OVERLAND PARK, Kan. — The timeline is starting to fill in following the stunning news of an Overland Park family that was living with their dead relative’s body for over six years.
Perhaps the most remarkable piece of information FOX4 learned Thursday was that it was a person living in that home — the son-in-law of the deceased — who made the decision to call police.
But what motivated that decision after so many years is still up for debate.
For the time being, prosecutors say they are not pursuing criminal charges because officials say keeping a dead body undisturbed in your home is not against the law in Kansas.
At this point, the criminal investigation is completely in the hands of the Social Security Administration.
Overland Park police confirmed the people living at the home face a fraud investigation. That could be related to cashing their deceased relative’s checks.
Beyond that, local authorities including the Johnson County District Attorney told FOX4 that nothing else they’re aware of was technically illegal.
FOX4 obtained the simple police report that didn’t include many details — apart from the information that Kirk Ritter was the reporting party for the situation.
The report also included phone numbers for the family members living at the home on West 99th Terrace. FOX4 tried calling to find out what convinced Ritter, the son-in-law to Mike Carroll, to call police. But every number listed was disconnected or changed.
Lynn Ritter was also named on the police report. Out-of-state relatives said she is Mike Carroll’s daughter and is currently going through her own health issues.
They believe that’s why Kirk Ritter talked to police.
“So her husband, after she went in the care facility, her husband reported it. He said she wouldn’t let him. Well, how do you not report something like that?” said Janet Carroll, niece of Mike Carroll. She currently lives in Russell, Iowa.
“My uncle had died July 1, 2016, and he had been dead in his bed since that time,” said Stefani Blubaugh, another niece of Mike Carroll. She lives in Phoenix, Arizona.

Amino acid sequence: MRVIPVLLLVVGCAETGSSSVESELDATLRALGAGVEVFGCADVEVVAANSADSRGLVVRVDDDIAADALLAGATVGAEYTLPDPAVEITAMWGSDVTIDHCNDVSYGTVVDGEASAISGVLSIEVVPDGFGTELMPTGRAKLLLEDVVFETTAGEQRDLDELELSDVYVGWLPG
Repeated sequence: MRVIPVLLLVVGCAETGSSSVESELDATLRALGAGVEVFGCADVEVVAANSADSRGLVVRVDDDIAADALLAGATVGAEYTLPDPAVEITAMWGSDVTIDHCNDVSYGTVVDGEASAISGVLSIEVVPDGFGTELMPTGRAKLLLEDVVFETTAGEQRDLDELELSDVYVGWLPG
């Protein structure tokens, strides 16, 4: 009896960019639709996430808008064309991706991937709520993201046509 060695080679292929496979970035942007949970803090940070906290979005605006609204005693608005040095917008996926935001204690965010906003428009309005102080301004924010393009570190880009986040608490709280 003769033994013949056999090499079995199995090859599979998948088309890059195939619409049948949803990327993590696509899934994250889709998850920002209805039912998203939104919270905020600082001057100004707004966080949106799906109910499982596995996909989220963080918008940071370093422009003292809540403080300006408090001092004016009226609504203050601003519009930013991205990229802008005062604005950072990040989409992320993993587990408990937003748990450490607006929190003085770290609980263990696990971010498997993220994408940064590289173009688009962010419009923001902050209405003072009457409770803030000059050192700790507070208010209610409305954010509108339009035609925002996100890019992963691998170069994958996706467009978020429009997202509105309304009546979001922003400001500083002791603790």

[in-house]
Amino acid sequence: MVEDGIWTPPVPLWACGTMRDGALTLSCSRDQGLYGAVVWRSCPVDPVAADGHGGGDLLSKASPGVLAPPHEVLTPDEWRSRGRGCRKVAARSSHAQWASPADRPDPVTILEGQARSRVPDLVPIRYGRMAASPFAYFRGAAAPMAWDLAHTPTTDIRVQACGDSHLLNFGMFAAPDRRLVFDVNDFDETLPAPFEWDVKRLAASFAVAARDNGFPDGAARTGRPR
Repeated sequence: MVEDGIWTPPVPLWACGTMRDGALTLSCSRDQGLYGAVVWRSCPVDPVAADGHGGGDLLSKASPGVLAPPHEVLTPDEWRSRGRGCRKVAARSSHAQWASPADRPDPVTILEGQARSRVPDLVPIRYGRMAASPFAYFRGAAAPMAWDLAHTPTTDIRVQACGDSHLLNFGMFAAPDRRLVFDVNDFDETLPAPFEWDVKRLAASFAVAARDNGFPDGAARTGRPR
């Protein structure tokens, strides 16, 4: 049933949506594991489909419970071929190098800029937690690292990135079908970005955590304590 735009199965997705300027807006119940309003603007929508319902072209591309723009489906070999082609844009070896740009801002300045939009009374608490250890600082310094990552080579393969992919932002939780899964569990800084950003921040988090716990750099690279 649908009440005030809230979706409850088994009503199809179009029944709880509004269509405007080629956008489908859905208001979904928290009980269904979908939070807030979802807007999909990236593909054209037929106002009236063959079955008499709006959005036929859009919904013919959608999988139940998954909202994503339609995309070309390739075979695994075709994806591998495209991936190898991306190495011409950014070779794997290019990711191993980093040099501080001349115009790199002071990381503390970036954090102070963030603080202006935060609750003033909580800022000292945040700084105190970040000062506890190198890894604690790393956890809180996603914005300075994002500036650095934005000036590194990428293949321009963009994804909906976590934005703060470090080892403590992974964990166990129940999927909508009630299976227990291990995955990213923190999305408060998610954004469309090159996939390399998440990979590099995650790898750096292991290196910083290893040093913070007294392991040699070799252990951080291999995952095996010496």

“It just makes you think, if she didn’t get sick — would this still be going on? Because I feel like he’s covering his a** because she was serious enough where she might have passed away,” Blubaugh said.
Here’s a timeline of what FOX4 knows:
From November 2014 to July 2015, Mike Carroll lived at Delmar Gardens, a care facility.
According to a civil lawsuit, during that time Carroll had an unpaid bill of nearly $40,000. He eventually left to live at this home on 99th Terrace, a half-mile away, which he still owned.
One year later on July 1, 2016, he died, was left on a bed, and no one was notified.
During the next year, Carroll faced lawsuits about the money owed, which were served to the home. Court records show Kirk Ritter even accepted one of them — but said nothing about Carroll being dead.
Then, on Oct. 23, 2022, Kirk Ritter called Overland Park police, according to the report.
Johnson County District Attorney Steve Howe said laws about dead bodies are unrestrictive, trying to incorporate people’s religious or personal beliefs.
“I think it was an intentional act to keep it very very loosely constructed,” Howe said. “And again, if people do other things associated with that person’s death that are criminal related, that doesn’t stop us from doing that type of investigation.”
“That’s usually a red flag that something else is going on because people usually take normal steps after a loved one has died,” Howe said.
A spokesperson for Overland Park police said their investigation shows Carroll died naturally and there was no desecration.
The Ritters face no criminal charges, state or federal, at this point. However, the federal investigation into potential Social Security fraud is ongoing.